How to Merging of Exponents and Roots

Merging Exponents and Roots

In this section, we shall use the properties of integral exponents to motivate definitions for the use of rational numbers as exponents. These definitions will tie together the concepts of exponent and root.

Let’s consider the following comparisons.

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From our study of radicals we know that


If (b^n)^m=b^{mn} is to hold when n equals a rational number of the form \frac{1}{p}, where p is a positive integer greater than one, then


It would seem reasonable to make the following definition.

Definition 1 :

If b is a real number, n a positive integer greater than one, and \sqrt[n]{b} exists, then b^{\frac{1}{n}}=\sqrt[n]{b}.

Definition 1 states that : b^{\frac{1}{n}} means the nth root of b. We shall assume that b and n are chosen so that \sqrt[n]{b} exists.

For example, (-25)^{\frac{1}{2}} is not meaningful at this time because \sqrt{-25} is not a real number.

Consider the following examples that illustrate the use of definition 1.






Also read : roots and radicals

The following definition provides the basic for the use of all rational numbers as exponents.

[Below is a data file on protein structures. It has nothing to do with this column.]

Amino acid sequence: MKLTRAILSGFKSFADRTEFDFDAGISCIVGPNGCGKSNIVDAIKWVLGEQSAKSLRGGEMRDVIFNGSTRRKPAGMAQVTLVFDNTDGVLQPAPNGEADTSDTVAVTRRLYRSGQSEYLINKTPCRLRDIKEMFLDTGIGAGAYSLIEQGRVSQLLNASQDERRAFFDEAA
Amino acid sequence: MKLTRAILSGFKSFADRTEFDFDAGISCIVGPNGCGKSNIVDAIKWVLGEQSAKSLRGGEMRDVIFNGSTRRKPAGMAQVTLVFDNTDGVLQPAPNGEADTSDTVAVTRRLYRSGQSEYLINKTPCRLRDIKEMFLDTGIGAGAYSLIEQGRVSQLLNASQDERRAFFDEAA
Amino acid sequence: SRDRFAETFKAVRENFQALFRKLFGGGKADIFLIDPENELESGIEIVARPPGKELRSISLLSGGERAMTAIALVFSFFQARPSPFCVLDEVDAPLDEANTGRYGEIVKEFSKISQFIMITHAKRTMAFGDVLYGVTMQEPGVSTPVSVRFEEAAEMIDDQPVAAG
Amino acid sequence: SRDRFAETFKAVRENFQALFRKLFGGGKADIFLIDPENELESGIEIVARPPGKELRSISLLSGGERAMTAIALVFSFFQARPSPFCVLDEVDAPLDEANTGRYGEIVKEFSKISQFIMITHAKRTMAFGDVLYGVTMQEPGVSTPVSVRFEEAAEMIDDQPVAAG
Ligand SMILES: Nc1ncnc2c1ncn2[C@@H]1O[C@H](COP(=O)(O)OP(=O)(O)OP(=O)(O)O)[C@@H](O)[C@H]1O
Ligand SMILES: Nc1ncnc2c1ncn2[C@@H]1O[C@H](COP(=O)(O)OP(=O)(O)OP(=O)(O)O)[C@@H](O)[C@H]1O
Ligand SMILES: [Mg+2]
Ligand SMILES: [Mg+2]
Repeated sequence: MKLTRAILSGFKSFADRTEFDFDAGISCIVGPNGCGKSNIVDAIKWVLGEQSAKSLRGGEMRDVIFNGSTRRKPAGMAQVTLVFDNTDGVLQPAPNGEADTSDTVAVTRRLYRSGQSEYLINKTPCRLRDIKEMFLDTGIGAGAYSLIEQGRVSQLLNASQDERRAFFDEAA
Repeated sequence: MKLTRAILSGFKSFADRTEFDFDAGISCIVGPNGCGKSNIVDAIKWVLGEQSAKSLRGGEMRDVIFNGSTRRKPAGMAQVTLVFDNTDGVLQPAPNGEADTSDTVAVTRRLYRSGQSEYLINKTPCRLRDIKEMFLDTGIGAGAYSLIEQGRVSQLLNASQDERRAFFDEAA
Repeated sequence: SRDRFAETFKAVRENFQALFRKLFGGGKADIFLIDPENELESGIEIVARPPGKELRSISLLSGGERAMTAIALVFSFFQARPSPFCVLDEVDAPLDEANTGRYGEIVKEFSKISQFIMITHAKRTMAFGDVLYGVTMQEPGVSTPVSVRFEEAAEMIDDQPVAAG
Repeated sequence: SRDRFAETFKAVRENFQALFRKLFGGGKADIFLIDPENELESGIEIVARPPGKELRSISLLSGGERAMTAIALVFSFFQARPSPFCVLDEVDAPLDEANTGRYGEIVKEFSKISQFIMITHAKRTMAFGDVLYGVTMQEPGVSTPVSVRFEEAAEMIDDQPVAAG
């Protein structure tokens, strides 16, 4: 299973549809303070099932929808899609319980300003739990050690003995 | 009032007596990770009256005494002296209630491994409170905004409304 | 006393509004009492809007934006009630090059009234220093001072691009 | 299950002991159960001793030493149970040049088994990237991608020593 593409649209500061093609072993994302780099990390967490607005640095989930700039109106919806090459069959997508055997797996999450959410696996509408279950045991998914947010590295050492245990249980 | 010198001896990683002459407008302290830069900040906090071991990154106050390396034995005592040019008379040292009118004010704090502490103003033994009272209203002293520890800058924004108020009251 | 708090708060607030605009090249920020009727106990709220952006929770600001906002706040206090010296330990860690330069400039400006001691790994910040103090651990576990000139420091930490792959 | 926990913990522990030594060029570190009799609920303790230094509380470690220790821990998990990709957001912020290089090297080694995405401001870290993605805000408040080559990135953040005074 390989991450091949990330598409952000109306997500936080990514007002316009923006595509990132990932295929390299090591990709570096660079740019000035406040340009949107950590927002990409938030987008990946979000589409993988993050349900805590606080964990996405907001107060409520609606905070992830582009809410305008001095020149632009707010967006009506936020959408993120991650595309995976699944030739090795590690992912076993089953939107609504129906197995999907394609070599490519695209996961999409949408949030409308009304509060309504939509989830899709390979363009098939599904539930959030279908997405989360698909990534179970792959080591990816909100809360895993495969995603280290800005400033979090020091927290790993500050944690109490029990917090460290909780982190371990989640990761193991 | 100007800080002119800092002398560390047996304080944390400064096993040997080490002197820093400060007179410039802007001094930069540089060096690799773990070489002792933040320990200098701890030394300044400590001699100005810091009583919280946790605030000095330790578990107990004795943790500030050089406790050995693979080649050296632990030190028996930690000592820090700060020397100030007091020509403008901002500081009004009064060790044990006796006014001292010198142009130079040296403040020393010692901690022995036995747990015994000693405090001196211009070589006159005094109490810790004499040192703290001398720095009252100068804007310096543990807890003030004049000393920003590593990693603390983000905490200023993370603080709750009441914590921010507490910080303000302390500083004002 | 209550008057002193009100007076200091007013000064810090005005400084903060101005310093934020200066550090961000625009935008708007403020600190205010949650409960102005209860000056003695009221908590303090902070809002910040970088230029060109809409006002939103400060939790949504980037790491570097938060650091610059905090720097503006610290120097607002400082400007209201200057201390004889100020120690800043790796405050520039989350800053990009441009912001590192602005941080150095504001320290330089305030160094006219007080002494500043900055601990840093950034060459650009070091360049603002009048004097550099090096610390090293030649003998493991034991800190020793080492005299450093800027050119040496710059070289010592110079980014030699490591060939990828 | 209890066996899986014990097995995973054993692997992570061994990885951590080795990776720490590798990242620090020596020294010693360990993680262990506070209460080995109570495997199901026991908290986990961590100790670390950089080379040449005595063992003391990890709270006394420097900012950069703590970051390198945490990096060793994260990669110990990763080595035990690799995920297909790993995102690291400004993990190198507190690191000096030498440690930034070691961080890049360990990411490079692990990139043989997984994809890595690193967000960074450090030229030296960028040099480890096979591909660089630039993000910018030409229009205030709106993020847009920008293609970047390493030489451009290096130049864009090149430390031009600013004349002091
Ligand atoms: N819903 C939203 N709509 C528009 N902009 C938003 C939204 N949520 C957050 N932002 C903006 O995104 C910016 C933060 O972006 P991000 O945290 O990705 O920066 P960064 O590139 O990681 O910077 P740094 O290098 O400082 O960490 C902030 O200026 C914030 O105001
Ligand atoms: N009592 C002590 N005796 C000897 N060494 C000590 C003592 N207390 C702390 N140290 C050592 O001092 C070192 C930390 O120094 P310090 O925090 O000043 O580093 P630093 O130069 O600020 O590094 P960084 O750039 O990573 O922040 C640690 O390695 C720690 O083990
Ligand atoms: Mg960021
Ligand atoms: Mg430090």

Definition 2 :

If \frac{m}{n} is a rational number, where n is a positive integer greater than one, and b is a real number such that \sqrt[n]{b} exists, then


In definition 2, notice that denominator of the exponent is the index of the radical and the numerator of the exponent is either the exponent of the radicand or the exponent of the root.

Whether we use the form \sqrt[n]{b^m}\text{ or }(\sqrt[n]{b})^m for computational purposes depends somewhat on the magnitude of the problem. Let’s use both forms on two problems to illustrate this point.







To compute 8^{\frac{2}{3}}, either form seems to work about as well as the other one. However, to compute 27^{\frac{2}{3}}, it should be obvious that (\sqrt[3]{27})^2 is much easier to handle than \sqrt[3]{27^2}.

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